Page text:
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Mastic solar array proposal temporarily withdrawn by developer

The developer of a proposed commercial solar array in Mastic has temporarily withdrawn its plan after Brookhaven Town Planning Board members said they “couldn’t approve” it.

In a statement read at Monday’s board meeting, chairman Vincent Pascale said the developer, Middle Island Solar Farm, had not secured a contract with LIPA that conformed with its originally proposed 19.6 megawatts. PSEG Long Island has said it granted Middle Island just over 14.65 megawatts of power purchase agreements, which are contracts to purchase energy from the array.

“The applicant is seeking to clear trees and begin construction on the project without having secured 19.6 megawatts in power purchase agreements,” Pascale said, according to a written statement provided to Newsday.

Gerald Rosengarten, managing partner of Middle Island Solar Farm, in a statement said the withdrawal was temporary.

“We withdrew our application for specific reasons and will be resubmitting it shortly with additional information, specifically proof that we have all the power purchase agreements,” he said.

The project is the subject of a lawsuit filed by neighbors and the Associated Brookhaven Civic Organization, seeking to block the array on the 100-acre site, for which around 60 acres will be cleared. It’s also the subject of a proposed state law that seeks to make the parcel part of the core pine barrens, a move that would block any solar development. Residents and activists rallied last weekend to urge Gov. Andrew M. Cuomo to sign the legislation, which was approved by the State Legislature in the summer.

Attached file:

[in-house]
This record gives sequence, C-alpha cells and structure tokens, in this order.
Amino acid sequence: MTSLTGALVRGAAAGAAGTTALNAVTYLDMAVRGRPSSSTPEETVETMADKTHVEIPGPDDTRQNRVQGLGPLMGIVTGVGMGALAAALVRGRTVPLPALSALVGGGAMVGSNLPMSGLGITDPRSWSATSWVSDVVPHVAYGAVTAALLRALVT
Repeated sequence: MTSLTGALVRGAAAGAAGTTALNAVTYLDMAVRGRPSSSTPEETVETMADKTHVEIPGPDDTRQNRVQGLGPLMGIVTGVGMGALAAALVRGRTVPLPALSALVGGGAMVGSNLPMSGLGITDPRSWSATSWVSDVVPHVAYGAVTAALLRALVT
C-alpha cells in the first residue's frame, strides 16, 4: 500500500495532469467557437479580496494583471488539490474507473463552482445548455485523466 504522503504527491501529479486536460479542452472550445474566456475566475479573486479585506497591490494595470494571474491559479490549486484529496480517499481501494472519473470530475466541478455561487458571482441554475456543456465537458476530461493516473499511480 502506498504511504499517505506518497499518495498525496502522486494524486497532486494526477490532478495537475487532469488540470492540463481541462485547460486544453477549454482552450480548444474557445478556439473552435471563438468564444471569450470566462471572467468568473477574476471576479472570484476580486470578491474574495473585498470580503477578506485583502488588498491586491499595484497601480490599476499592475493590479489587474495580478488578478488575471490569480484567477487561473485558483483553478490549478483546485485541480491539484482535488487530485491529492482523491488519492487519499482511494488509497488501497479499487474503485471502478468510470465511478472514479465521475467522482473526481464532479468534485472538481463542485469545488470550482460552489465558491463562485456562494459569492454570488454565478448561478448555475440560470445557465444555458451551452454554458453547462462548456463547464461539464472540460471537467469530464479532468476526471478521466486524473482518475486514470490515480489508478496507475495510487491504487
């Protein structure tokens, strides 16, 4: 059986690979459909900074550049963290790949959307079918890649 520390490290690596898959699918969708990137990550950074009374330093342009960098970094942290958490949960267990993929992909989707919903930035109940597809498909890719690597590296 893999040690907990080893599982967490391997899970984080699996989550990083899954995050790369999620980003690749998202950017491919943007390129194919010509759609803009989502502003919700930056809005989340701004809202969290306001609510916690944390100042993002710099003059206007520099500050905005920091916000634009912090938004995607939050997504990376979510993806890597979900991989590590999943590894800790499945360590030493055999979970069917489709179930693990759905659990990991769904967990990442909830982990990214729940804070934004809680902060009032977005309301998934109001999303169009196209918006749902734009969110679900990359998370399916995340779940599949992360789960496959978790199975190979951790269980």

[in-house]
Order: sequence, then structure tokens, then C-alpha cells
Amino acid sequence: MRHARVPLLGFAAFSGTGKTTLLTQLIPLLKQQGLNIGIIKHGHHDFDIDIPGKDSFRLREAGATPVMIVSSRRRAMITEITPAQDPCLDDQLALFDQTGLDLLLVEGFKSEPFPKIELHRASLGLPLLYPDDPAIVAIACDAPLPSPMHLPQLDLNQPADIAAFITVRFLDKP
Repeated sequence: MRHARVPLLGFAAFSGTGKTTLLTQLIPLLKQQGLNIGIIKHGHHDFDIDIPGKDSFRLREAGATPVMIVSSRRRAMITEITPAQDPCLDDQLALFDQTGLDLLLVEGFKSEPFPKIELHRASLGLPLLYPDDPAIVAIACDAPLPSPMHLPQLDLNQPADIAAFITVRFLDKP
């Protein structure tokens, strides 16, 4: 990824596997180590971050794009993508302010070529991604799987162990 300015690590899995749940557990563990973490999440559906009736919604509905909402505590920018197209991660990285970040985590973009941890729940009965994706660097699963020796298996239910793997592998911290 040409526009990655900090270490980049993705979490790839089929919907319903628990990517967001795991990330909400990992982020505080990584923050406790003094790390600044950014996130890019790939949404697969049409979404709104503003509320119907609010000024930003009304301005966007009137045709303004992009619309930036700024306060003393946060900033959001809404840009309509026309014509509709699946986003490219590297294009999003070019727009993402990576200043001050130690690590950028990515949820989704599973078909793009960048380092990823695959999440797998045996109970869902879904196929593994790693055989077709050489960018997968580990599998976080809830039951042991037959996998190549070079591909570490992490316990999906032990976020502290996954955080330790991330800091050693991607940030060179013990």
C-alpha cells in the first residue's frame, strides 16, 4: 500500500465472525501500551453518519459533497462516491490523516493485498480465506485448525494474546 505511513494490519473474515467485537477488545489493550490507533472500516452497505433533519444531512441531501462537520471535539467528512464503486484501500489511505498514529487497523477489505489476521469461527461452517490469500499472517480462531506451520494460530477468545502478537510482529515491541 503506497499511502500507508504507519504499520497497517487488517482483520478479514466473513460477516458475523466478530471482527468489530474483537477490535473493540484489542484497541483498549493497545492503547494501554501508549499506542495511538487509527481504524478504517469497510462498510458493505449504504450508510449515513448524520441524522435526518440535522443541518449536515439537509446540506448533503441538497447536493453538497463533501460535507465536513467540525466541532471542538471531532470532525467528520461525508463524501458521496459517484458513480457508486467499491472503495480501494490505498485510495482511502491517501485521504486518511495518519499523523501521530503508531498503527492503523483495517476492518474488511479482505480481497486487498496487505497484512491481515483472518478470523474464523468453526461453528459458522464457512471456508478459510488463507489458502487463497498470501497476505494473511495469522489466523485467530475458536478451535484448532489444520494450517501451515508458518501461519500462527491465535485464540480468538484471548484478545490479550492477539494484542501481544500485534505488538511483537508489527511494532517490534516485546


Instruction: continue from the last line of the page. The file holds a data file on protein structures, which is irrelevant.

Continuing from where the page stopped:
Some environmentalists approve of the project, saying it’s better than warehouses or other light industrial uses for which the property is zoned.

But other groups, including the Pine Barrens Society and the Brookhaven civic group, have said the project exemplifies a misguided policy of “green for green,” in which trees and undeveloped land are cleared for the purpose of producing no-emission energy. They say big solar projects are better located on commercial building rooftops, parking lots and brownfields.

Brookhaven Town has adopted a commercial solar code that limits the amount of undeveloped land that can be cleared, and encourages projects on roofs and parking lots.

Last week, Rosengarten said he’d spoken to a Brookhaven Town official about locating part of a his project on land connected to the town landfill. It’s unclear whether the proposal will move forward.

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